I was incredibly honored and I figured that if that many people (they had 30 or so registered attendees and 10 presentations) were going to spend that much time going over software that I had written, I should at least offer to show up!

I'd like to apologize for any errors in the romanization of people's names or misunderstandings I may have in the following text. My grasp of Japanese is very poor! Please feel free to send me corrections or additions!

Surprise!

Sadly, my boss's immediate reaction to hearing that there was a workshop in Japan about my work was to quip that "You're saying you're huge in Japan?" With him conspicuously not offering to fly me out here, I had to settle for surprising the organizers and attending via Google Hangout.

Commentary and Logs

@nushio was very helpful in getting me connected, and while the speakers gave their talks I sat on the irc.freenode.net #haskell-lens channel and Google Hangout and answered questions and provided a running commentary with more details and references. Per freenode policy the fact that we were logging the channel was announced -- well, at least before things got too far underway.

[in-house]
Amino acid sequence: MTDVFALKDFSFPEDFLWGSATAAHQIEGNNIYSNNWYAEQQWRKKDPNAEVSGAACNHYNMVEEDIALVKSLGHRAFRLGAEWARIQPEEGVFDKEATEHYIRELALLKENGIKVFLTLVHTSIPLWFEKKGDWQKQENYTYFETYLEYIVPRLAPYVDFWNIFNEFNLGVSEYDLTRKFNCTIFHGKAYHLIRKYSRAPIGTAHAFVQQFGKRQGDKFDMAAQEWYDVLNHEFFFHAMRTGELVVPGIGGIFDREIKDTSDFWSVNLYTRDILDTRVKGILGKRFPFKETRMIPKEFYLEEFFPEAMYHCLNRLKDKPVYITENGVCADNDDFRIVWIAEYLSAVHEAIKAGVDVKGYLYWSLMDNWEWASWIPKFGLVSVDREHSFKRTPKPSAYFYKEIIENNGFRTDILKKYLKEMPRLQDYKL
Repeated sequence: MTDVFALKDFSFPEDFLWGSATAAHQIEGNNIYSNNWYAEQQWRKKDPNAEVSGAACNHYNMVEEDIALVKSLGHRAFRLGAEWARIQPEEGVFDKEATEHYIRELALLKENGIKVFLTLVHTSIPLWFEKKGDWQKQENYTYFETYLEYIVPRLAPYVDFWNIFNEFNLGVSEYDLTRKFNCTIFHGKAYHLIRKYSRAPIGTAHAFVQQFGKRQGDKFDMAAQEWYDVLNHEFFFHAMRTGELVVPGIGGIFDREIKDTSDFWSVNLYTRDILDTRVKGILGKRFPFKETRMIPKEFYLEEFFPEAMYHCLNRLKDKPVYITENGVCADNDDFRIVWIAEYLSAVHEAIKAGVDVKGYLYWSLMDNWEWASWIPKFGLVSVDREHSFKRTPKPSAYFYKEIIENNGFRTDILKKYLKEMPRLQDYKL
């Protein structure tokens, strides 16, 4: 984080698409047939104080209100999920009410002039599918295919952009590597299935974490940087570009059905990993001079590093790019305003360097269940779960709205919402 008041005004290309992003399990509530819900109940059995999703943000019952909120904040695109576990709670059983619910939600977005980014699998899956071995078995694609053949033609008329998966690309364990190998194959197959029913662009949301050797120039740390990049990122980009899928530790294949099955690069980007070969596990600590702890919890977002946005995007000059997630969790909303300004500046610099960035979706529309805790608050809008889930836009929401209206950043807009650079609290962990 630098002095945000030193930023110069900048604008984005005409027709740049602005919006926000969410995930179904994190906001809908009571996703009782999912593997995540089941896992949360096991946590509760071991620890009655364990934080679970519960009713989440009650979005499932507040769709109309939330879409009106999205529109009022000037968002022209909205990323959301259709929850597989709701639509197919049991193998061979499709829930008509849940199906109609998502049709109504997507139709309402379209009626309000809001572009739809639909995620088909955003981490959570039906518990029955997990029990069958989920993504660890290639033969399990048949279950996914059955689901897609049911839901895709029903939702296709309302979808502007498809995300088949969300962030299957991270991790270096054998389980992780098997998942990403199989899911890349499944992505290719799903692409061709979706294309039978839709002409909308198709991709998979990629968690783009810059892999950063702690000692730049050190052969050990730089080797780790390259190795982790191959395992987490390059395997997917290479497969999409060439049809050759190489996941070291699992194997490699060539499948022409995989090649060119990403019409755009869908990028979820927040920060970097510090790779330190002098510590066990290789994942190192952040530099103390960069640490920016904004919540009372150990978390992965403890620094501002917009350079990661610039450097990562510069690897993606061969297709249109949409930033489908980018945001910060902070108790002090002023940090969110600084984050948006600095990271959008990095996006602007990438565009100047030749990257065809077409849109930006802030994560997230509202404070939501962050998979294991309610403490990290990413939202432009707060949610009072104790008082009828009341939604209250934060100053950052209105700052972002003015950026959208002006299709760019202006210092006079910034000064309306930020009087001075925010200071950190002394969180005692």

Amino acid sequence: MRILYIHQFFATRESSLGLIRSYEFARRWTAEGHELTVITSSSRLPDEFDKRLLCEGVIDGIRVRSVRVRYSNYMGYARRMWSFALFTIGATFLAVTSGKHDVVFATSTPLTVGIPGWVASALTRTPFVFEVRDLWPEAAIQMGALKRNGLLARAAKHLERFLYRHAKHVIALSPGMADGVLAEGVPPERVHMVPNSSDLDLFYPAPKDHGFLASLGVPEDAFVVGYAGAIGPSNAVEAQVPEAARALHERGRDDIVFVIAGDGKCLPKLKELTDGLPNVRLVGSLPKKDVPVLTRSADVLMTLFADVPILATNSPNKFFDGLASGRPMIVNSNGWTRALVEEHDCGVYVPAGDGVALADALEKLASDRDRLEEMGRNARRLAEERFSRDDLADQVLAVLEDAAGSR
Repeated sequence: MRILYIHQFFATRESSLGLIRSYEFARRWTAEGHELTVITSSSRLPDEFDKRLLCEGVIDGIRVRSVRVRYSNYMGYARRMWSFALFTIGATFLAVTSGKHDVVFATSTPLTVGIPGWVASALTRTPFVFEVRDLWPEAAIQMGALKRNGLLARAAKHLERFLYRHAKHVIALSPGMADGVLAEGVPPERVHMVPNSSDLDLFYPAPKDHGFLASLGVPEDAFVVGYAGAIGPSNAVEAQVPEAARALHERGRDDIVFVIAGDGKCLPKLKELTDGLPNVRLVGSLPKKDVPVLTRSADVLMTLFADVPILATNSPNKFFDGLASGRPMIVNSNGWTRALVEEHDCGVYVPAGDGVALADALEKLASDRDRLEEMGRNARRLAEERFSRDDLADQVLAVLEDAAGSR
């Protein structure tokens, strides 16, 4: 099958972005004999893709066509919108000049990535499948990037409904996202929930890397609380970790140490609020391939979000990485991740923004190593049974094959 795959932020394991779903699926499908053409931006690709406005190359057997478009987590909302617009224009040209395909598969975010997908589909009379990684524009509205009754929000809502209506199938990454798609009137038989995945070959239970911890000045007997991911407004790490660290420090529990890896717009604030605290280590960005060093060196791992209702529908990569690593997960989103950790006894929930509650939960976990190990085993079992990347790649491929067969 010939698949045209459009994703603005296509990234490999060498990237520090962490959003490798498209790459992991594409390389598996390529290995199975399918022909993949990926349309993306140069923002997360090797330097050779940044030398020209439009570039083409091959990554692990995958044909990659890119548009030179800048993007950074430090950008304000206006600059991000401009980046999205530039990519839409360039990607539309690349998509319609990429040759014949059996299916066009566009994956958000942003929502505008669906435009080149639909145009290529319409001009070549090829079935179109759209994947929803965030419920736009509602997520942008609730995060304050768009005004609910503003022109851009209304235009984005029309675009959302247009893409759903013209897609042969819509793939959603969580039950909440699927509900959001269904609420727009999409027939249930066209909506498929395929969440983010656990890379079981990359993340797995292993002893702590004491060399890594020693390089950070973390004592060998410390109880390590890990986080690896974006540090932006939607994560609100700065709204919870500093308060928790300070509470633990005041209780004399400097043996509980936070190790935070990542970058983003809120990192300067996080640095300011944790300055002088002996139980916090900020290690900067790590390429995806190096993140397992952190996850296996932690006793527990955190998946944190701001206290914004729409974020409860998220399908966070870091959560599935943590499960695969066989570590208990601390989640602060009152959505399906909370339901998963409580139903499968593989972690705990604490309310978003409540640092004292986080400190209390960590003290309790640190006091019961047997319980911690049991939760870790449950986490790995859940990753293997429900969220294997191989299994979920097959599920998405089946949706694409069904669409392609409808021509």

Here is the IRC session log as a gist. IKEGAMI Daisuke @ikegami__ (ikeg in the IRC log) tried to keep up a high-level running commentary about what was happening in the video to the log, which may be helpful if you are trying to follow along through each retroactively.

Other background chatter and material is strewn across twitter under the #ekmett_conf hash tag and on a japanese twitter aggregator named togetter

(more...)

While the previous post in this series was relatively immediately applicable, this one has constructions I definitely wouldn't recommend in production code. However, they do take us further in exploring the universe of applicative functors, and, more broadly, exploring which data types provide which properties by construcion.

It's well known that if you have any Functor F a, you can take its "fixpoint", creating a structure of infinitely nested Fs, like so. F (F (F (...) ) ) Since we can't have infinite types directly in Haskell, we introduce the Fix newtype:

 
newtype Fix f = Fix (f (Fix f))

This "wraps up" the recursion so that GHC accepts the type. Fix f is a Fix constructor, containing an "f" of Fix f inside. Each in turn expands out, and soforth. Fixpoints of functors have fixedpoints of functors inside 'em. And so on, and so on, ad infinitum.

(Digression: We speak of "algebraic data types" in Haskell. The "algebra" in question is an "F-algebra", and we can build up structures with fixpoints of functors, taking those functors as initial or terminal objects and generating either initial algebras or terminal coalgebras. These latter two concepts coincide in Haskell in the Fix description given above, as greatest and least fixpoints of data types in Haskell turn out to be the same thing. For more background, one can go to Wadler's "Recursive Types for Free," or Jacobs and Rutten's "Tutorial on (Co)Algebras and (Co)Induction" for starters.)